Keith Bulluck: (directed at Robaire jokingly) Ay, ay, watch your mouth, boy. (laughs)
RS: Naw, I can't do that, man. That's my man. I ain't got no dirt. That's my boy. He's a good dude. I'm just mad he didn't invite me to the game this weekend; I think he's scared that I was going to score too much but it's alright.
Keith Bulluck: You're making excuses right now for not showing up. That's what you're doing for now showing up this weekend.
RE: Which game is this? What are we talking about here?
Keith Bulluck: My little charity fundraiser event for my foundation. I do a basketball game every year and Robaire is supposed to be one of the guys on the ticket but it's the summer so you never know what happens weekend to weekend.
RE: What happened, Robaire? Obviously, you've got the jersey for it?
RS: I think they're still a little mad because my Pistons are still in it right now; you know, the home team. I'm just playing but I'm going to be down there this weekend celebrating helping my boy out. It's a great event that he does every year so we're just going to go out there and try to continue the things that we've been doing out there, especially helping him out for the community.
RE: Now, Robaire, some things that folks might not know about you is that you're one of many athletes in your family. Your brother Fernando played nine years in the NFL, correct?
RE: Your brother, Antonio, played for the Toronto Raptors, after leading Michigan State to the championship in '99, correct?
RS: Yep. Yes and he just came back from overseas. He was over in Italy for a year playing basketball and he just got back home. He's talking about he thinking about trying out for football.
RE: Is that right? And Keith, I don't know if you knew this either but Robaire has a sister who's a model.
Keith Bulluck: I didn't know that but I do know. He's been hiding her. He hid for four years. That's all right, though.
RS: Yeah, I got a sister. My sister, she's the second oldest. She's a model. She's been modeling for like eight to ten years now but she's out in LA doing her thing, trying to get accomplished.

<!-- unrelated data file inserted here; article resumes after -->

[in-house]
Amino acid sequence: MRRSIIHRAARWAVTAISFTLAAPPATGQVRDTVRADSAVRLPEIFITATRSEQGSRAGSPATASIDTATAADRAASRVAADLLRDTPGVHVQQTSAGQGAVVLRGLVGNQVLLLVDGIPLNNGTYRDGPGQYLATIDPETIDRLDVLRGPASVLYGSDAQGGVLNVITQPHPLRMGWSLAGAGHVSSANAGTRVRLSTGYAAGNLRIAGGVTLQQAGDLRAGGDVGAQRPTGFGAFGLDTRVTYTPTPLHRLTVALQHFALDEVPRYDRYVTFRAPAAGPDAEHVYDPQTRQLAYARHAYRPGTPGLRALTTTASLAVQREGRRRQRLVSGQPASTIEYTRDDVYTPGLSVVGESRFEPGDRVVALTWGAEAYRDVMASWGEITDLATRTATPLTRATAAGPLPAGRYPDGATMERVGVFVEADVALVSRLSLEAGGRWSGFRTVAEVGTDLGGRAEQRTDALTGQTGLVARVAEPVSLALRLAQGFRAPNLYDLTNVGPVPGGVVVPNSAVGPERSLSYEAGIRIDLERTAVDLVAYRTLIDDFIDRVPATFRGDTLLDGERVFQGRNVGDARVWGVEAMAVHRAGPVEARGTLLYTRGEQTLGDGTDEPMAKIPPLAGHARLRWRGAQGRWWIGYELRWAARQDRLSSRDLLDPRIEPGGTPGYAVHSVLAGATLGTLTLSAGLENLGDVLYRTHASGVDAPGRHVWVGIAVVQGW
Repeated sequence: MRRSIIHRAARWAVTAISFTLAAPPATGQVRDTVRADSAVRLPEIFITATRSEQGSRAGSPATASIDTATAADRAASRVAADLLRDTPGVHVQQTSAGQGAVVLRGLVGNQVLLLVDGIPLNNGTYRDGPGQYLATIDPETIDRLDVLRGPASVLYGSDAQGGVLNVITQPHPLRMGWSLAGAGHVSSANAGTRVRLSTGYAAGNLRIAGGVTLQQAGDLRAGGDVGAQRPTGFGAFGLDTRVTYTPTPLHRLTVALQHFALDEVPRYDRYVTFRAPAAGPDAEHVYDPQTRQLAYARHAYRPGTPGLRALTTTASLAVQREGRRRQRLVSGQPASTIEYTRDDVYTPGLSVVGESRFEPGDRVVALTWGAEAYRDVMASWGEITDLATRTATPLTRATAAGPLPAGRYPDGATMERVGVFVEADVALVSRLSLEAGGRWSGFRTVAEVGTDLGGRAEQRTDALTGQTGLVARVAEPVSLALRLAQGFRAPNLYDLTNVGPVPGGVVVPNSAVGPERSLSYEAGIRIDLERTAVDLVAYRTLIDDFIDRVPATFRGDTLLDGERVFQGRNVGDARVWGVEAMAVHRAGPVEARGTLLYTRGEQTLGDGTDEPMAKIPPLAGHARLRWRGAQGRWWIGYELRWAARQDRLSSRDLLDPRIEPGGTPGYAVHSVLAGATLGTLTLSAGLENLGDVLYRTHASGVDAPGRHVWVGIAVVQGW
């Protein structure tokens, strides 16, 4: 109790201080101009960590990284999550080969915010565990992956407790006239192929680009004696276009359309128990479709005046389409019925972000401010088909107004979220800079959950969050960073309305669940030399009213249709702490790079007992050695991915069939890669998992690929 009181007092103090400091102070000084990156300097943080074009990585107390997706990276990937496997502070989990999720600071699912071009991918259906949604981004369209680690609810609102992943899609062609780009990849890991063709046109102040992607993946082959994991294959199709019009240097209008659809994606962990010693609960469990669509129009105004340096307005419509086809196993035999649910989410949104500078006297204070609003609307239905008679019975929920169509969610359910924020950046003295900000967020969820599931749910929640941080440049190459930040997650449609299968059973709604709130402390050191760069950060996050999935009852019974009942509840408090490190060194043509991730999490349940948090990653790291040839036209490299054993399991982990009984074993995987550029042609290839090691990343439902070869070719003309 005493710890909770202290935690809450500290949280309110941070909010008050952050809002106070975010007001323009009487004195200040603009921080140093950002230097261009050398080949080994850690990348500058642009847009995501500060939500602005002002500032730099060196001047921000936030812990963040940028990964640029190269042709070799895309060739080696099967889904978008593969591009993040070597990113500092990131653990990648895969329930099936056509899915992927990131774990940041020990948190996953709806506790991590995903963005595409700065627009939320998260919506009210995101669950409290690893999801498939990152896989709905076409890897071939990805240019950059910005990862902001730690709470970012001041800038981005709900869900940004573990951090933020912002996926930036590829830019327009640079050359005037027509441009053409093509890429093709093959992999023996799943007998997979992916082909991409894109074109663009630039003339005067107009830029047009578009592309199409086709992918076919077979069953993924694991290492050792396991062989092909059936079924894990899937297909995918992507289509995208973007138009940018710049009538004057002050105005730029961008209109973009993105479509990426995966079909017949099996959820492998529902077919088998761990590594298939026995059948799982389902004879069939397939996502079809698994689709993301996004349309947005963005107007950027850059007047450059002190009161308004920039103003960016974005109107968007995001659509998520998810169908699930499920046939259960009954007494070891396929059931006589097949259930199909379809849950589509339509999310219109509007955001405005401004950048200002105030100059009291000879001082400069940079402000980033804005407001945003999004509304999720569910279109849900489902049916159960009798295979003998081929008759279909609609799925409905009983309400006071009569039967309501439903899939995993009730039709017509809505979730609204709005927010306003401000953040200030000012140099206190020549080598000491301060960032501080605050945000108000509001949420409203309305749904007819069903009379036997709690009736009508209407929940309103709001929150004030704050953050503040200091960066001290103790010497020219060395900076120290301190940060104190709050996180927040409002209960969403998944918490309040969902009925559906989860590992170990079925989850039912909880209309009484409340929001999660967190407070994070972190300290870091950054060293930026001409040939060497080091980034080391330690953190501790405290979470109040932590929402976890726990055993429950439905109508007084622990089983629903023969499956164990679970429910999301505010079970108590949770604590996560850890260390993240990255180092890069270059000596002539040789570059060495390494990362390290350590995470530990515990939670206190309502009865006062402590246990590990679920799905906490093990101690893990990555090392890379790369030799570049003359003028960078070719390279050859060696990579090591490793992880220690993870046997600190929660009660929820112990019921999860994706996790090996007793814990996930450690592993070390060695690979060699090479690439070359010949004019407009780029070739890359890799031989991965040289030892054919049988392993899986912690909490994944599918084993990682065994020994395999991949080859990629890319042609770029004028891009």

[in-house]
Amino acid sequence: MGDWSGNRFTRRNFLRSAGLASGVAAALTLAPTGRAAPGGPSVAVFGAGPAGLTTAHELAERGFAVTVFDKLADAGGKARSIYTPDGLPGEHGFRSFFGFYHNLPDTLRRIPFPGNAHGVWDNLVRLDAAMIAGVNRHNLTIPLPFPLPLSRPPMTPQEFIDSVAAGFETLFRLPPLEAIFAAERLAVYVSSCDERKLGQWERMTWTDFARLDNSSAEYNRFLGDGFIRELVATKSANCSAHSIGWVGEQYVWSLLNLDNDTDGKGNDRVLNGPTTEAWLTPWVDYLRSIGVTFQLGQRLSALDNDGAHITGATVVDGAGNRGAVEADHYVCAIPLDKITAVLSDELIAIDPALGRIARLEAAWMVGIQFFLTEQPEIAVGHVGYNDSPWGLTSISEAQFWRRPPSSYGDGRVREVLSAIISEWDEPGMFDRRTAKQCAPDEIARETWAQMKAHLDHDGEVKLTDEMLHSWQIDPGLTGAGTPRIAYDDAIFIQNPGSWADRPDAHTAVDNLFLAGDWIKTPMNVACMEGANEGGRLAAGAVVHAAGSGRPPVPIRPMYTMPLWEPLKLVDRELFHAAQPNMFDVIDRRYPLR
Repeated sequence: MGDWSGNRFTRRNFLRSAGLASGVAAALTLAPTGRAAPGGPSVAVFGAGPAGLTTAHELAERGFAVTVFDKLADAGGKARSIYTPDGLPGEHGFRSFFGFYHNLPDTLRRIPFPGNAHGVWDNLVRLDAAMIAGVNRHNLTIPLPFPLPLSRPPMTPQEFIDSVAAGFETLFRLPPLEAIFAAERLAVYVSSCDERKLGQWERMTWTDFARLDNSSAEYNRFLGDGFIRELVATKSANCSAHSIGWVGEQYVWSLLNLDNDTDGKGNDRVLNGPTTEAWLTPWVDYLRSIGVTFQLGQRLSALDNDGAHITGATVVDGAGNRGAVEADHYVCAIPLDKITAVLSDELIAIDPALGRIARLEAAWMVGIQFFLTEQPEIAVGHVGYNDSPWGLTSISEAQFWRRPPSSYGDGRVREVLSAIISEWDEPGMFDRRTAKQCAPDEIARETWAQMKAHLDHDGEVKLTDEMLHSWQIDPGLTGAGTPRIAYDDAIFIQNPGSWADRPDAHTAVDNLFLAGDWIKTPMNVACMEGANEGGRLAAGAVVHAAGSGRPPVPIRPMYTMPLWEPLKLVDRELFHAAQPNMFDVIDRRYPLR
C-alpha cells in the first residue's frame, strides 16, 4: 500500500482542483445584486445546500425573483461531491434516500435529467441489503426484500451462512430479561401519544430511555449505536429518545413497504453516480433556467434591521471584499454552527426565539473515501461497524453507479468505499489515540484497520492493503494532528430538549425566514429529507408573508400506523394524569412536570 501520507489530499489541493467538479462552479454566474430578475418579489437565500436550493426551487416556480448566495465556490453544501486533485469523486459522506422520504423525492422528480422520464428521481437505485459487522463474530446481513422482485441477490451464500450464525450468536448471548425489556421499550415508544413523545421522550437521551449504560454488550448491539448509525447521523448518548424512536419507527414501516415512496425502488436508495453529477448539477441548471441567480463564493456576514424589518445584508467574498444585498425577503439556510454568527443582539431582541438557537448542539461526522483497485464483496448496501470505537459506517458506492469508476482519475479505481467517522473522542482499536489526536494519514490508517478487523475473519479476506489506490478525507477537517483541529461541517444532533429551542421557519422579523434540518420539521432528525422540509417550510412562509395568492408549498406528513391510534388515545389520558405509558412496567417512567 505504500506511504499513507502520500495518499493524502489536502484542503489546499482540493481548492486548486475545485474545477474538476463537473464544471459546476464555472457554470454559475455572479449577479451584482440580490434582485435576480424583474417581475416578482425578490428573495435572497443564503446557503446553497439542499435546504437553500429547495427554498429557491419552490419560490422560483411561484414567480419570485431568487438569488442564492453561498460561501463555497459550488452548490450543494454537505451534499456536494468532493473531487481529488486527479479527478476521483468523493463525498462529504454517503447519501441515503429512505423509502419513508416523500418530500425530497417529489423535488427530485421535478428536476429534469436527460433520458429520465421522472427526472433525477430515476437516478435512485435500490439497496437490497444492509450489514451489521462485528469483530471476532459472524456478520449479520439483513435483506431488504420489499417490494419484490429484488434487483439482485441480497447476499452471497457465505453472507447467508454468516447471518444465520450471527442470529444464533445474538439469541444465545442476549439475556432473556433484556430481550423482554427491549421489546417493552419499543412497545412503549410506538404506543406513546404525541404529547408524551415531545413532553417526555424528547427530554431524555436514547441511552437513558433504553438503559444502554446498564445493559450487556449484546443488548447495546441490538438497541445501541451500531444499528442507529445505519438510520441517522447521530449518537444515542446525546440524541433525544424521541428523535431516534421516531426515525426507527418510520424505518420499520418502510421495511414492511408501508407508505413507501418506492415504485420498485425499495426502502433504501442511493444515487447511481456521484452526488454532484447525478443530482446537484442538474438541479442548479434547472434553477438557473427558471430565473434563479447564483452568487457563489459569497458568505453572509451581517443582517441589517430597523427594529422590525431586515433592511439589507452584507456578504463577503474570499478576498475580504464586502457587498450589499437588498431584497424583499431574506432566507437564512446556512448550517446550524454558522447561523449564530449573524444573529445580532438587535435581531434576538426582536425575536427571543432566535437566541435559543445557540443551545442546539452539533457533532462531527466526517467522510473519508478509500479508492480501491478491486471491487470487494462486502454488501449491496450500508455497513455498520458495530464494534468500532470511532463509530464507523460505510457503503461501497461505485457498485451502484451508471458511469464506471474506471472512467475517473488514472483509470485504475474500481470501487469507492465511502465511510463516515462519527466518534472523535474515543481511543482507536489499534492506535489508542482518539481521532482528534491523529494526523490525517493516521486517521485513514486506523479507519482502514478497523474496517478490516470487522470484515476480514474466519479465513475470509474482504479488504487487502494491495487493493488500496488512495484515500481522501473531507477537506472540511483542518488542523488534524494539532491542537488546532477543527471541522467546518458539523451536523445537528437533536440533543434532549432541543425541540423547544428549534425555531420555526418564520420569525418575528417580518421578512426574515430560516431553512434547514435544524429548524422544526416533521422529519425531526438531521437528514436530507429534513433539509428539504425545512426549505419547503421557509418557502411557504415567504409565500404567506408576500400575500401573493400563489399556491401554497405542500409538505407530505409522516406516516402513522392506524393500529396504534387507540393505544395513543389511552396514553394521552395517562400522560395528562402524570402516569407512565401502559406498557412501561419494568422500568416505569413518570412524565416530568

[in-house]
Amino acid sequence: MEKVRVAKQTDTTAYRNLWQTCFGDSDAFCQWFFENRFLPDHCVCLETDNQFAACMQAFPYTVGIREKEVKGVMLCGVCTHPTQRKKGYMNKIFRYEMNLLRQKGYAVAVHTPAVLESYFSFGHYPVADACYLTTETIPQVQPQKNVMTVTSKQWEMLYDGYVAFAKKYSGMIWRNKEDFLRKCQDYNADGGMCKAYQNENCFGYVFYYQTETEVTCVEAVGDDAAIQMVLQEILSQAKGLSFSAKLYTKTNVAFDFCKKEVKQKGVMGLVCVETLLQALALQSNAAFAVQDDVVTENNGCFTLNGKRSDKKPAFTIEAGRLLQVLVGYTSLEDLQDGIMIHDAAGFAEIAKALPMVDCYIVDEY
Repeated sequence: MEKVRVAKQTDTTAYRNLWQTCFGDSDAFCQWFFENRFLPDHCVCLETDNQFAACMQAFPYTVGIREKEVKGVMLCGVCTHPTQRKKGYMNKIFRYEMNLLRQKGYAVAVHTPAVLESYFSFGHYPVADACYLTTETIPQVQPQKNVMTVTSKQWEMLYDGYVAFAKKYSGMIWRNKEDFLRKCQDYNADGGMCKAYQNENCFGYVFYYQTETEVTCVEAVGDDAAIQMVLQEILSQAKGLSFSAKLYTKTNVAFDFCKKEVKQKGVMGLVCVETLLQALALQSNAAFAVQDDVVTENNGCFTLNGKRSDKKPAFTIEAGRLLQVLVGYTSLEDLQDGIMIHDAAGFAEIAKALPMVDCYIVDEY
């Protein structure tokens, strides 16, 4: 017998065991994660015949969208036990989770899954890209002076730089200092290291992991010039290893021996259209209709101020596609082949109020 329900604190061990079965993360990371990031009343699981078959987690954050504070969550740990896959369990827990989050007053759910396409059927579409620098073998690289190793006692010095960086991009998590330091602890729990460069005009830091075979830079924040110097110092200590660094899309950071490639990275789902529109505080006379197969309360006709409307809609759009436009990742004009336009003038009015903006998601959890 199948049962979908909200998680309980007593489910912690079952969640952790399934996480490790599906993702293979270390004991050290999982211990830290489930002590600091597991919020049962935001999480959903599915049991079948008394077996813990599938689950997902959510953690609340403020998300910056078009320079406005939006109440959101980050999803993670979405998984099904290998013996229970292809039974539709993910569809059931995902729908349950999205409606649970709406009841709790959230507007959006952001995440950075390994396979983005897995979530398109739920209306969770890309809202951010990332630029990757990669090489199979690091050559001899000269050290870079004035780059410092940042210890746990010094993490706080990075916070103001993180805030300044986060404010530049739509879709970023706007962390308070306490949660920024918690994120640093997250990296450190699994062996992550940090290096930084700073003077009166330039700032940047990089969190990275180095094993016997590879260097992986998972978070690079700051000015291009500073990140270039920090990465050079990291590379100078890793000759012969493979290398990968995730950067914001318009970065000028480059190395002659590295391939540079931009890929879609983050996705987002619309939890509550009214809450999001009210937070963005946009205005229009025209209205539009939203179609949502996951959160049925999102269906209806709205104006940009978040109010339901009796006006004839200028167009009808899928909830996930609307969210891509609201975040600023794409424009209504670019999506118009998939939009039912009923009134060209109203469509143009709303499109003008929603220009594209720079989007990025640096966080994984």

Keith Bulluck: That's good, that's good. Very, very successful family; very good people. I happen to know all the Smiths [and] they're very good people.
RE: Well, Robaire, listen, man. Thank you for joining us here today on Texans Cam and we appreciate that. You're old teammate is talking really well of you behind you're back so don't worry about it.
Keith Bulluck: You know how we do it, man. Go out there and represent. We always get a good game from y'all in Houston so, when it's time to play each other, take it easy on Steve and what not. We'll have a good game.
RE: you guys play twice a year now. Is there any predictions? Can we get any smack talk going here?
Keith Bulluck: Naw, man. That''s ...
RS: Naw, man.
Keith Bulluck: We don't do that. We just go out there and handle our business accordingly
RE: All right, Robaire, well, listen: enjoy the rest of the offseason and we'll speak to you along the way and maybe we'll see you in game 2 or 3. The Pistons can use your six fouls, you know. (laughs all around)
RS: That's all I can give them is six fouls and a tech.
RE: All right, Robaire Smith, joining us.
RS: All right, see you later.
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Thank you, Vinny
Thanks for posting this up there. It's unfortunate that Rich Eisen is such an awful interviewer. It would have been nice to hear about how he's going to be used (NT, DE?), what he thinks of this switch to a 3-4, his early perception of some of the talent around him, etc, etc...
That is one BIG dude. He sure was looking like a NT, wasn't he?!
Join Date: Apr 2004
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yeah, all RE talks about is petty stuff like "RE: Your brother, Antonio, played for the Toronto Raptors, after leading Michigan State to the championship in '99, correct?" I dont care about his bro. I want to hear about RS, and the Texans.
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I didnt really get any usefull info out of the interview i wish RS didnt pass up on the opportunity to talk smack to the titans but i guess he will express his true feelings with his actions on the field this year. One thing i did like was how massive this guy truly is, i watch total access every night and he is by far the biggest man ive ever seen on the show his nickname truly fits "beast"
‘The only thing necessary for the triumph of evil is for good men to do nothing.’
- Edmund Burke
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I don't mind some fluff, personal stories, or trash talking....if there are some useful questions asked, and we get something actually of use as well. In this case, it was all fluff. Or to put it another way, there were two pieces of bread, but no hamburger in the middle. All I want to know is Where's the Beef?